A Review of the Nigerian Energy Industry

Shell gives condition to buy back its $25b shares


OpeOluwani Akintayo

12 January 2018, Sweetcrude, Lagos — The Anglo-Dutch multinational oil and gas company, Shell has given one condition for buying back its $25 billion shares from 2018 through 2020.

Shell Chief Executive Officer, Ben van Beurden gave the condition in a statement while reflecting on 2017, and setting out the company’s priorities for 2018.

Towards the end of last year, Shell said it would turn off the scrip dividend – the payment of some of the dividend in shares rather than cash – and buy back some of the extra shares already issued to shareholders.

According to the statement, buying back of shares rests on the company’s progress on more debt reduction and oil prices recovery.

“The buying back of shares is, of course, subject to progress on further debt reduction and recovery in oil prices. So we still have quite a way to go,” he said.

The CEO also said it would cancel the scrip from last year’s fourth quarter onwards, however, revealing that it was yet to start buying back shares, although plans have been confirmed for buying at least $25 billion in shares between now and 2020.

In November, Shell had announced a full cash dividend payment for its investors for the first time in more than two years.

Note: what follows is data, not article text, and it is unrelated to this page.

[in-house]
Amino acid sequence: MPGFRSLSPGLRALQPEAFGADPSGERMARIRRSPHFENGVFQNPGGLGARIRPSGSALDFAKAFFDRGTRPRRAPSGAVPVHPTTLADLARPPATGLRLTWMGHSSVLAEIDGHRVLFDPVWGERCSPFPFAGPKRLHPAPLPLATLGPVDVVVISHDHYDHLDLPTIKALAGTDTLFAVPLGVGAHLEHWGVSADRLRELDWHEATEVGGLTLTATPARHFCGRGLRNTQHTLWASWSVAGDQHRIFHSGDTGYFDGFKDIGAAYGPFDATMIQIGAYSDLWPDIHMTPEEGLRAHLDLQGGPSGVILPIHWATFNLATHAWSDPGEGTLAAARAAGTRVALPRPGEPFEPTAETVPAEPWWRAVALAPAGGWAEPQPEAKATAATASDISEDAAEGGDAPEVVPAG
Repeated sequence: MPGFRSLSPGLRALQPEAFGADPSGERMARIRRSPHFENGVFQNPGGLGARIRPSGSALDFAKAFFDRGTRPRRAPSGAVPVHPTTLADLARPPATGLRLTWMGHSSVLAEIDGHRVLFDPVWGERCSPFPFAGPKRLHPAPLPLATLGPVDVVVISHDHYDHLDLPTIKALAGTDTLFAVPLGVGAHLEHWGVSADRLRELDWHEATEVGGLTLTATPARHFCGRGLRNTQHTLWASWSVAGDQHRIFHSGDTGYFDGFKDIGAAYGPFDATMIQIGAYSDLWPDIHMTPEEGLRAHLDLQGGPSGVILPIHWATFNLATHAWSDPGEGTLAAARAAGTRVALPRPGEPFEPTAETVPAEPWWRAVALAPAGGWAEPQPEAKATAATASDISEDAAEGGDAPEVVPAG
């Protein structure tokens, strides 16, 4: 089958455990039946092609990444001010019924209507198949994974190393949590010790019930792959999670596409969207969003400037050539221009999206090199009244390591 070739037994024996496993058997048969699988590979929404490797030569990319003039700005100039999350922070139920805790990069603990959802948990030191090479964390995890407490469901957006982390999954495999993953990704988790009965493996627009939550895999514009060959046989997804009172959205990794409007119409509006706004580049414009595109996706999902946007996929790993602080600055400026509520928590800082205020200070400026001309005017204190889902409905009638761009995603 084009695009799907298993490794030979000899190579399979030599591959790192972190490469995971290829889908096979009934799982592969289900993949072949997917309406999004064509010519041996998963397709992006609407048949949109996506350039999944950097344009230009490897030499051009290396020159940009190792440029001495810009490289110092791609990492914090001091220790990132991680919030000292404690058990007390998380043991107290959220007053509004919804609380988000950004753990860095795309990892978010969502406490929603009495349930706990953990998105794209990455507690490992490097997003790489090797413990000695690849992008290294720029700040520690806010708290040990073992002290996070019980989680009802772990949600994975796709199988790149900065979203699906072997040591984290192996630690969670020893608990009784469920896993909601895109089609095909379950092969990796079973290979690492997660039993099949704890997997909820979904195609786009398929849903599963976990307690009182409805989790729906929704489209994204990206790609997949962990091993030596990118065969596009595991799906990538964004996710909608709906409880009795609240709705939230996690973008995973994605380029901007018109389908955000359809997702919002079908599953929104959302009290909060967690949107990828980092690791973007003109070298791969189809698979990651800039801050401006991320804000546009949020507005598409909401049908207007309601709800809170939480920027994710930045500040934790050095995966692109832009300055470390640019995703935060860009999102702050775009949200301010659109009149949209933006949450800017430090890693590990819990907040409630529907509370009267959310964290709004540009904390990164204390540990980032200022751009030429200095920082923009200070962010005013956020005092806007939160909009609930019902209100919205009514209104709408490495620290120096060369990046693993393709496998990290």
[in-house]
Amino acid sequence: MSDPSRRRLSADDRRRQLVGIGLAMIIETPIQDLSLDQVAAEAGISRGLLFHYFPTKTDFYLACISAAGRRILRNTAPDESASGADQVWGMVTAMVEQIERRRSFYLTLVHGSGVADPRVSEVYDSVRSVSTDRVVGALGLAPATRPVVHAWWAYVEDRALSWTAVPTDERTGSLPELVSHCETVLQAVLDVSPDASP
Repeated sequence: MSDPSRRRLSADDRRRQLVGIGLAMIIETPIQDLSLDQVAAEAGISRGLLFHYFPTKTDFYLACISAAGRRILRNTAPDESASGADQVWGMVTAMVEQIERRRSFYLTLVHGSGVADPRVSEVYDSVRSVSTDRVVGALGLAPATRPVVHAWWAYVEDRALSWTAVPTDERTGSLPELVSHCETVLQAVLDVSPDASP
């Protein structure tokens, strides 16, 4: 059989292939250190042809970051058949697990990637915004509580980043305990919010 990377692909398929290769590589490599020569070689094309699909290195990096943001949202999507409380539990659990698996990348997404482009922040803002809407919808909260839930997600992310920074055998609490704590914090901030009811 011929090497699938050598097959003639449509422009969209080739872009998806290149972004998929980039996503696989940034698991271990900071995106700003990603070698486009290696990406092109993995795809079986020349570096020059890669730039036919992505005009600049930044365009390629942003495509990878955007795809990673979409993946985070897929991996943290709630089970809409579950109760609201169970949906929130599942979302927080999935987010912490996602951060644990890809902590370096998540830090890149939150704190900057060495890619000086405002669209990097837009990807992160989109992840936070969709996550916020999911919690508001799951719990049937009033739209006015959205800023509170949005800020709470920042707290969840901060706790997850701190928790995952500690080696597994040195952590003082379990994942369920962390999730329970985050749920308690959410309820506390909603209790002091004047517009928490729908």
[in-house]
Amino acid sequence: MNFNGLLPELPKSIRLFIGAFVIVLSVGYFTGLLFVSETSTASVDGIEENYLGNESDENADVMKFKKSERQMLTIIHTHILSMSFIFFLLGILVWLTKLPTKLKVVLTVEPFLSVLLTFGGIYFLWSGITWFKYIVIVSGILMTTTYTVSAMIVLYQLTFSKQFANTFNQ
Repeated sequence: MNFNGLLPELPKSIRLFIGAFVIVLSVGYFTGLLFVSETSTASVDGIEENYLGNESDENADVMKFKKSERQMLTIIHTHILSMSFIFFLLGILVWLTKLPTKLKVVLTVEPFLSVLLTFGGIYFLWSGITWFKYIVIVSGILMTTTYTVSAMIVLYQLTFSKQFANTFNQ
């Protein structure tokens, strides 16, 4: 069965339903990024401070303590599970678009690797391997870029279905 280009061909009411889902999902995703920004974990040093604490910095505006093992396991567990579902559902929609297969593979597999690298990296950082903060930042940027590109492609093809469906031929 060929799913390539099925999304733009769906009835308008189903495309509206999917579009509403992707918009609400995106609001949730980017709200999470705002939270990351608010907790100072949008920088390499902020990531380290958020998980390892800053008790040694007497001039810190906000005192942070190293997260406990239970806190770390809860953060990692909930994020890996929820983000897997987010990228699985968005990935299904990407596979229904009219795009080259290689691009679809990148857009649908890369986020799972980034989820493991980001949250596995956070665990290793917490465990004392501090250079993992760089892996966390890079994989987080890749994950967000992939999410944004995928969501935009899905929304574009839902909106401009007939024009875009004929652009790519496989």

It would be recalled that due to crash in oil prices since mid-2014 and huge spending in divestments, the company had earlier resorted to partly paying its investors in Shares.

The company paid about $16 billion in dividends in the past years, with about $4 billion in Shares, resulting in the underperformance of its Shares.

However, it had announced that as the price austerity begins to wind down, its investors will now begin to get full cash dividend.

Beurden, in a statement last year, had said the move was “aimed to ensure that our company can continue to thrive, not just in the short and medium term but for many decades to come”.

As at 12 months to September 30, Shell’s organic free cash flow of $17 billion could not cover the full dividend bill plus interest on its $68 billion net debt.

With further progress on cost-cutting and new projects landing, Shell said assuming oil price stays at or above $60 per barrel, it will have free cash of $25-$30 billion by 2020, nearly double the annual dividend cost.

For now, Shell with $287 billion of capital employed, said investment in new energy will be just $1 to $2 billion annually.

Its free cash flow projection has been boosted by cutting down on capital investment, and it said its investments in capital projects will remain trimmed even if oil prices rise.

Shell plans to use any surplus cash for debt reduction or buy back its $25 billion Share issuance for the dividend.

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